Mahalia Jackson's reputation as the greatest gospel singer of all-time is well warranted. More than anyone else, she single-handedly helped this genre cross over both racial and cultural lines. Recorded four years before her death, 1968's A Mighty Fortress found Jackson's recording career and civil rights involvement winding down after the shocking assassinations of both Kennedy brothers and Martin Luther King.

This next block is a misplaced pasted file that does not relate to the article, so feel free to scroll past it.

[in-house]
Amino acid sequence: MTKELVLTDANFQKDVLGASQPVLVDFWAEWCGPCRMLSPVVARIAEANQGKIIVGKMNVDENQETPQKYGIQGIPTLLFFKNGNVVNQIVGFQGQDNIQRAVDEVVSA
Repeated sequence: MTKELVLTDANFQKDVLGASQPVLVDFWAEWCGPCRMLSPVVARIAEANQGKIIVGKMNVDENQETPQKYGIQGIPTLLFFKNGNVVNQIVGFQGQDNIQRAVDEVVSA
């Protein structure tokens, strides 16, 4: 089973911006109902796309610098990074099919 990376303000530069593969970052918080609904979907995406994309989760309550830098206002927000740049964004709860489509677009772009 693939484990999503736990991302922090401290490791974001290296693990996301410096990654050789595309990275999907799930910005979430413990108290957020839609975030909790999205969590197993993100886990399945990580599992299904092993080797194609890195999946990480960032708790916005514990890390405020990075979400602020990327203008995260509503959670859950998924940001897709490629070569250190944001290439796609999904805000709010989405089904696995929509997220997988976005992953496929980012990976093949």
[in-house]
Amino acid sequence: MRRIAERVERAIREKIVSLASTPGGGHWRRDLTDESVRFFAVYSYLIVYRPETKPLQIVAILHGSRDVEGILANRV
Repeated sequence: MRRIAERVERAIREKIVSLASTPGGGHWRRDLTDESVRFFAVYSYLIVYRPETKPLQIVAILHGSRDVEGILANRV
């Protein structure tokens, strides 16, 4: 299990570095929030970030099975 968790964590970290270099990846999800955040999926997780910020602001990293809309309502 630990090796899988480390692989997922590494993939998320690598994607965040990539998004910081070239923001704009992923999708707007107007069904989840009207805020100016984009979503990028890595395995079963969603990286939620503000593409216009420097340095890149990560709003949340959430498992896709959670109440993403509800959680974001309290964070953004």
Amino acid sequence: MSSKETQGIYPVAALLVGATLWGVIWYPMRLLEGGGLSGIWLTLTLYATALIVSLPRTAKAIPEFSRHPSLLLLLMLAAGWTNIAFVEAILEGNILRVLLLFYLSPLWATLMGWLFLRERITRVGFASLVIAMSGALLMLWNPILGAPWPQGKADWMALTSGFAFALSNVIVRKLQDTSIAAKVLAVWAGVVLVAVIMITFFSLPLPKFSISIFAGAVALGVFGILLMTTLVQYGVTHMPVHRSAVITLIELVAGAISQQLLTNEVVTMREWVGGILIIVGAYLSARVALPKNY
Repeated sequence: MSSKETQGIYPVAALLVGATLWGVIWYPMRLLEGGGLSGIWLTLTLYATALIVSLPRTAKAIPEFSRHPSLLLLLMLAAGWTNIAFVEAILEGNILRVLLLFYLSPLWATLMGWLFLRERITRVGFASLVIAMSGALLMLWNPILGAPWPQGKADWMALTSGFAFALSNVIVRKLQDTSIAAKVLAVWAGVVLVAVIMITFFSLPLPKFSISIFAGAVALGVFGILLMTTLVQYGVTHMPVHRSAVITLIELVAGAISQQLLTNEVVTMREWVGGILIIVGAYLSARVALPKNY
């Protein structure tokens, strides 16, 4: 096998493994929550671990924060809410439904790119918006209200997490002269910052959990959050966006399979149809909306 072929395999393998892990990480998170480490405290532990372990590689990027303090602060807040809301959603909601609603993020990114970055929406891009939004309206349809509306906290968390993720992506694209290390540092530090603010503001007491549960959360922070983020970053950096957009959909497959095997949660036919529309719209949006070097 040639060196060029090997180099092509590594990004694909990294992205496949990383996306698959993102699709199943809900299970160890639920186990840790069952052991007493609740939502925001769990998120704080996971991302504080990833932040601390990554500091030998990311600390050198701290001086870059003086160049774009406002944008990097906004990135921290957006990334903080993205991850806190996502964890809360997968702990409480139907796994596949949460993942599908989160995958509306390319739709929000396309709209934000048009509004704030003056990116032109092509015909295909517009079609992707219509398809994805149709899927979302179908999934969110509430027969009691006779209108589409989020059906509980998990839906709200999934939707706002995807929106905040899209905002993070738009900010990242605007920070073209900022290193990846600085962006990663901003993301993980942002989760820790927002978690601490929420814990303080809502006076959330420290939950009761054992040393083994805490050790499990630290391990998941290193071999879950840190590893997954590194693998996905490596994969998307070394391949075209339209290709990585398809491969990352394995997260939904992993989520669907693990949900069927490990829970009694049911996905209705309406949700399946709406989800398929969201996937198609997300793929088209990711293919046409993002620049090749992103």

A decade after he oversaw her Live at Newport 1958 album, producer Irving J. Townsend returned to helm this recording that successfully married Jackson's passionate vocals with restrained arrangments that enhance rather than overpower. In songs such as "All Is Well" and "Be Still My Soul," it's easy to see how the measured, yet swelling enunciation of this New Orleans native had an effect on a young Aretha Franklin. Elsewhere, Jackson's inspirational readings of "Roll, Jordan, Roll" and "Good News, The Chariot's Coming" find her going into a soulful gear that can be heard in the Staple Singers' later work. Jackson's greatness glistens on "A Mighty Fortress Is Our God" and "All Hail the Power of Jesus' Name!," a pair of numbers notable for the Marty Paich arrangments that turn them into classical music hymnals worthy of Bach's blessing.